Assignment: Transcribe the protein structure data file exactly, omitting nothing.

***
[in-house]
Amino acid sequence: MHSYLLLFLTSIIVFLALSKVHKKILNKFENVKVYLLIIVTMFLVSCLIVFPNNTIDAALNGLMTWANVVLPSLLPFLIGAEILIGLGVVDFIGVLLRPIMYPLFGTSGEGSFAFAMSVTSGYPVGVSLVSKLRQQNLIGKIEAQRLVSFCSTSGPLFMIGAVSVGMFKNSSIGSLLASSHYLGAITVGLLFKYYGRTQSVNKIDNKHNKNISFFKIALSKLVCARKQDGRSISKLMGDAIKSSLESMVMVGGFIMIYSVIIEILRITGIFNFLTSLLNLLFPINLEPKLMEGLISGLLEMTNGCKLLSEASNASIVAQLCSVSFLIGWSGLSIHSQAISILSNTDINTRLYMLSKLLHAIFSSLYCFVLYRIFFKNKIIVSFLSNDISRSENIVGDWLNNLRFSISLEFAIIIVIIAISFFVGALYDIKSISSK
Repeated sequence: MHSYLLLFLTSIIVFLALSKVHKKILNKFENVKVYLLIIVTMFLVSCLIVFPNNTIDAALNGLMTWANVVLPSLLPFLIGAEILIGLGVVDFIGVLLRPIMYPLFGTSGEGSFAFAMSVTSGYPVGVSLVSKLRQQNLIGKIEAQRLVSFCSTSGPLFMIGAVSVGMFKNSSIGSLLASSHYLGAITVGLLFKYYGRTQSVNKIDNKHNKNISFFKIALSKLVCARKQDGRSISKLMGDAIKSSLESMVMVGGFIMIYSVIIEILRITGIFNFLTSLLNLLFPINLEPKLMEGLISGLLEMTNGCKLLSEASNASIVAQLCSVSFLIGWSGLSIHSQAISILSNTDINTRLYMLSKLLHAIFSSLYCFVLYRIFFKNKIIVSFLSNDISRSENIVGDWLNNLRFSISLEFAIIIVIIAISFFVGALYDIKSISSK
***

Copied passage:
[in-house]
Amino acid sequence: MHSYLLLFLTSIIVFLALSKVHKKILNKFENVKVYLLIIVTMFLVSCLIVFPNNTIDAALNGLMTWANVVLPSLLPFLIGAEILIGLGVVDFIGVLLRPIMYPLFGTSGEGSFAFAMSVTSGYPVGVSLVSKLRQQNLIGKIEAQRLVSFCSTSGPLFMIGAVSVGMFKNSSIGSLLASSHYLGAITVGLLFKYYGRTQSVNKIDNKHNKNISFFKIALSKLVCARKQDGRSISKLMGDAIKSSLESMVMVGGFIMIYSVIIEILRITGIFNFLTSLLNLLFPINLEPKLMEGLISGLLEMTNGCKLLSEASNASIVAQLCSVSFLIGWSGLSIHSQAISILSNTDINTRLYMLSKLLHAIFSSLYCFVLYRIFFKNKIIVSFLSNDISRSENIVGDWLNNLRFSISLEFAIIIVIIAISFFVGALYDIKSISSK
Repeated sequence: MHSYLLLFLTSIIVFLALSKVHKKILNKFENVKVYLLIIVTMFLVSCLIVFPNNTIDAALNGLMTWANVVLPSLLPFLIGAEILIGLGVVDFIGVLLRPIMYPLFGTSGEGSFAFAMSVTSGYPVGVSLVSKLRQQNLIGKIEAQRLVSFCSTSGPLFMIGAVSVGMFKNSSIGSLLASSHYLGAITVGLLFKYYGRTQSVNKIDNKHNKNISFFKIALSKLVCARKQDGRSISKLMGDAIKSSLESMVMVGGFIMIYSVIIEILRITGIFNFLTSLLNLLFPINLEPKLMEGLISGLLEMTNGCKLLSEASNASIVAQLCSVSFLIGWSGLSIHSQAISILSNTDINTRLYMLSKLLHAIFSSLYCFVLYRIFFKNKIIVSFLSNDISRSENIVGDWLNNLRFSISLEFAIIIVIIAISFFVGALYDIKSISSK